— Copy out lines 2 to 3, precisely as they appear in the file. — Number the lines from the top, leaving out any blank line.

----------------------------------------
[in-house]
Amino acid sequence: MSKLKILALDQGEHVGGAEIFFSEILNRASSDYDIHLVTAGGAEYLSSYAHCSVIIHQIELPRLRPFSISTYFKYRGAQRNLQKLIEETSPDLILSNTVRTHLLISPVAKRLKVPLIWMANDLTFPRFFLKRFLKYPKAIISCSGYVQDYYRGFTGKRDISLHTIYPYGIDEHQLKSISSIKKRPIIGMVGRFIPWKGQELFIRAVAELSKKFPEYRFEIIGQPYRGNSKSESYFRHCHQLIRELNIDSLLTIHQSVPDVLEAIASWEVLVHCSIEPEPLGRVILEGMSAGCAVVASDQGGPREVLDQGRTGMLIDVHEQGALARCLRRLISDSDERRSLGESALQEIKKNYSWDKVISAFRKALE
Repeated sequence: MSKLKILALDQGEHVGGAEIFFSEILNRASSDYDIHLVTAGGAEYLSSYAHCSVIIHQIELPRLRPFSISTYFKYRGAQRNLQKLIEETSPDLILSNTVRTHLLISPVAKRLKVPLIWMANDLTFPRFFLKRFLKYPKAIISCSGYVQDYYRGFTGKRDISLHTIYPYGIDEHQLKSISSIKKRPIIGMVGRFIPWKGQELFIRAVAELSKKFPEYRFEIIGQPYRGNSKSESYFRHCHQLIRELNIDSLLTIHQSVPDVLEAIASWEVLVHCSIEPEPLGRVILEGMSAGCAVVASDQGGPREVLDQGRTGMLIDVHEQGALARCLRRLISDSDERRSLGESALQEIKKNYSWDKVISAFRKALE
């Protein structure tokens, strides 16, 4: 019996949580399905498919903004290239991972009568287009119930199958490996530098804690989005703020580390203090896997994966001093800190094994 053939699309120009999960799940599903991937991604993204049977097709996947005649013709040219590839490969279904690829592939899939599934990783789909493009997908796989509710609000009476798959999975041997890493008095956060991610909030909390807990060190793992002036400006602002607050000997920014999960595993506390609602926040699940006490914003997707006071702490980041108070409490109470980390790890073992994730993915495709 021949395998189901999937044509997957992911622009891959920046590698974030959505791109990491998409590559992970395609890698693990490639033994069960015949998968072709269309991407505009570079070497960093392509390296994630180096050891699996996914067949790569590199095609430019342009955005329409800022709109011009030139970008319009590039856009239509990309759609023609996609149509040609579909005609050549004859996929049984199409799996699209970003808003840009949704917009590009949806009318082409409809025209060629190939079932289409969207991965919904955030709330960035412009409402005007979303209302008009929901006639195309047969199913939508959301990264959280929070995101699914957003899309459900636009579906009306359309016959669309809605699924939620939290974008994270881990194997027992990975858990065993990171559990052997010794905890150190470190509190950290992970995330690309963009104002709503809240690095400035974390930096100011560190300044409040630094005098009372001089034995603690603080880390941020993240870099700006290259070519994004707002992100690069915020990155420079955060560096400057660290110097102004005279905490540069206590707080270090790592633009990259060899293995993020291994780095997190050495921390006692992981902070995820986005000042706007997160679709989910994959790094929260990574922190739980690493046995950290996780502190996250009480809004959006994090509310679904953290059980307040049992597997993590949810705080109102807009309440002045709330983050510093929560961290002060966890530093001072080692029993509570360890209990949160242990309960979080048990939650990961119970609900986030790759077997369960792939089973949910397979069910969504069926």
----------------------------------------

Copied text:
Amino acid sequence: MSKLKILALDQGEHVGGAEIFFSEILNRASSDYDIHLVTAGGAEYLSSYAHCSVIIHQIELPRLRPFSISTYFKYRGAQRNLQKLIEETSPDLILSNTVRTHLLISPVAKRLKVPLIWMANDLTFPRFFLKRFLKYPKAIISCSGYVQDYYRGFTGKRDISLHTIYPYGIDEHQLKSISSIKKRPIIGMVGRFIPWKGQELFIRAVAELSKKFPEYRFEIIGQPYRGNSKSESYFRHCHQLIRELNIDSLLTIHQSVPDVLEAIASWEVLVHCSIEPEPLGRVILEGMSAGCAVVASDQGGPREVLDQGRTGMLIDVHEQGALARCLRRLISDSDERRSLGESALQEIKKNYSWDKVISAFRKALE
Repeated sequence: MSKLKILALDQGEHVGGAEIFFSEILNRASSDYDIHLVTAGGAEYLSSYAHCSVIIHQIELPRLRPFSISTYFKYRGAQRNLQKLIEETSPDLILSNTVRTHLLISPVAKRLKVPLIWMANDLTFPRFFLKRFLKYPKAIISCSGYVQDYYRGFTGKRDISLHTIYPYGIDEHQLKSISSIKKRPIIGMVGRFIPWKGQELFIRAVAELSKKFPEYRFEIIGQPYRGNSKSESYFRHCHQLIRELNIDSLLTIHQSVPDVLEAIASWEVLVHCSIEPEPLGRVILEGMSAGCAVVASDQGGPREVLDQGRTGMLIDVHEQGALARCLRRLISDSDERRSLGESALQEIKKNYSWDKVISAFRKALE